Updated: Feb 17
For the JAE students, we know what it means once prelims have ended.
I had a classmate in JC by the name of K. (Yes, I have a lot of classmates who did questionable things in JC.)
Yours truly and his class back in 2009, 09S19
K was a strong independent woman who believed in herself more than anyone. She was ready to question authority and was never afraid to ask difficult questions. She might have been a feisty individual but she stayed within her lane. She still conformed herself to the structure and rigor of TPJC.
However, once the prelim exams ended, she stopped attending school. No, study leave wasn't granted by the school yet. According to her clique of friends, she felt suffocated by the structure of classes in school. She felt structured revision and the timetable was holding her back by preventing her from intensive revision. In her view, the school has already delivered all the contents of the syllabus and hence, does not add value to her preparation for her A levels.
Since the end of the prelim papers in mid-September, K never stepped into the compound of TPJC. She didn't even collect her prelim papers and result slip! None of us saw K in the school compound again until the first official written paper of the A levels.
I get it.
Many of you actually resonate with K.
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"Leave me to study on my own and I will definitely do better!"
Schools often allocate a number of weeks prior to the national exam as study leave. This study leave is meant for the student to have the flexibility to manage their own revision schedule. We are no longer restricted to the confines set by the school timetable.
However, the study leave allocated differs from school to school. All schools allocate at least 2 weeks prior to the first seated written paper as the study leave period. Some schools offer a significantly longer period while other schools simply restructure their timetable to just a few hours of class a day. This may prove frustrating for some students.
K's swagger when we saw her in the exam hall after she vanished for 2 months.
We all look forward to the study leave. We save time on transport. During the study leave, you have the option to wake up whenever you like, sleep whenever you like, and study whenever you like. You have full control. You can choose to work only during the time window that you feel you perform best.
We don’t have to drag ourselves out of bed. We don’t have to survive on just a few hours of sleep. And most importantly, I can fully focus on my revision with minimal distractions. I can structure my learning and revise the subject I want, how I want, when I want, and where I want.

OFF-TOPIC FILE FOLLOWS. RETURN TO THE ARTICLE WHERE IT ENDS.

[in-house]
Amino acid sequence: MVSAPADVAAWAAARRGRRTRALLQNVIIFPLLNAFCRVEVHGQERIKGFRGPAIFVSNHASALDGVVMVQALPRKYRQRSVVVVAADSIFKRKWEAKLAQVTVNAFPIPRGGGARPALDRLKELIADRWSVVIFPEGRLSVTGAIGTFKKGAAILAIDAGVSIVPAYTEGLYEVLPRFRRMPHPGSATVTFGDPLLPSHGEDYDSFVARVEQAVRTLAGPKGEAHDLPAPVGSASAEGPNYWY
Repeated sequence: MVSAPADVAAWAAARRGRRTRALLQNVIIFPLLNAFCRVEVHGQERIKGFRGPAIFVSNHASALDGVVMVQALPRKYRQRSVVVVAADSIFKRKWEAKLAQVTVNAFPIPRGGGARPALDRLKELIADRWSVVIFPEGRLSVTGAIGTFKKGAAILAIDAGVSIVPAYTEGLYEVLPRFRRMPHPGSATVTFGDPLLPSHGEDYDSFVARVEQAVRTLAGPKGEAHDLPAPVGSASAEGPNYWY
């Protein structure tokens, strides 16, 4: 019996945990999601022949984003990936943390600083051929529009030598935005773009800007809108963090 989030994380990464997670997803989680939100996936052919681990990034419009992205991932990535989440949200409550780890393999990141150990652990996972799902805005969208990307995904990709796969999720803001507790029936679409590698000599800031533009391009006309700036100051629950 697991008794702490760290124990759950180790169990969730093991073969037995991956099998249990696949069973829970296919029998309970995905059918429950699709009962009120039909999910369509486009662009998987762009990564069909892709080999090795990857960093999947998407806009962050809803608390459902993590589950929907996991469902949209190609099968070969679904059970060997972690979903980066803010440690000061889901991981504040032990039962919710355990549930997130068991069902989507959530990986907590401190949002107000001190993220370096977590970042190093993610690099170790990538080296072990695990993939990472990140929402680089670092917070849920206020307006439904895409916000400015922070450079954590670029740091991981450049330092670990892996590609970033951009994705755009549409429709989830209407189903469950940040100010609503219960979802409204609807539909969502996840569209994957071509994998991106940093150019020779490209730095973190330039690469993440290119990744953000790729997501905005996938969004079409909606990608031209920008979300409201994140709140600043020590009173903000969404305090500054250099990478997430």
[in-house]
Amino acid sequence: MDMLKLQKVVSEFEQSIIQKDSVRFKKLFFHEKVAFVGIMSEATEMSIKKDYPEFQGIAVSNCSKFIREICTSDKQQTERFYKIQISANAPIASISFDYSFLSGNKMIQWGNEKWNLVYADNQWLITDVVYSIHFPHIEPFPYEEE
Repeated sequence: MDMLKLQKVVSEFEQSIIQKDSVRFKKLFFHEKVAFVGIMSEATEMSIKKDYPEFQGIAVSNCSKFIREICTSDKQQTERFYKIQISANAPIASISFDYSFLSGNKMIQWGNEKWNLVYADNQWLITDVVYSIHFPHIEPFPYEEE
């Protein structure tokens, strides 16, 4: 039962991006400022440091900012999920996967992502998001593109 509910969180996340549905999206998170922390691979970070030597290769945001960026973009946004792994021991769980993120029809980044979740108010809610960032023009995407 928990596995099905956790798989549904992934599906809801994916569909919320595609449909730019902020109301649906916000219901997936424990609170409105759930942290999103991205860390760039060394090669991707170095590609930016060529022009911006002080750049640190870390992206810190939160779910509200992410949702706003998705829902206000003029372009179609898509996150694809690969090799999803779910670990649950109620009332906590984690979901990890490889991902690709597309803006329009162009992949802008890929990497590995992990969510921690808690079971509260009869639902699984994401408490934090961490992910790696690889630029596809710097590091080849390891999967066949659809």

Most importantly, you get to cry on r/SGExams whenever you like!
Personally, I would always visit the National Library Board @ Bugis. I would go to the study lounge at 8:30 am and be ready to secure my seat when the doors open at 9 am sharp. I would have my revision package ready and all other materials I might need. I get comfortable in my seat and start immediately until lunchtime.
After a short lunch break (approximately 1.5 hours), we go again.
My day at NLB ends by 6 pm and I would head home for dinner. In between, I will have small breaks to just look across and admire the Intercontinental Hotel before getting back in the grind again. I usually complete 3 sets of practice papers and complete a minimum of 2 subjects per session at NLB. All in all, study leave will grant you the room to fully focus on your revision intensively.
"What could possibly go wrong?"
You’re right. Most of you are bright minds of Singapore with significantly higher PSLE scores and IQ than me. If only your teachers could fully appreciate your brilliance and realize how much their "rendered help" is actually hindering you from achieving your full potential.
Yes, you are!
For some of you, flexibility does allow you to stretch beyond one’s imagination. It is common to find people who perform better in the wee hours. There are people who perform better when the sun has set and while others perform better simply because of the serenity during the wee hours when everything has died down.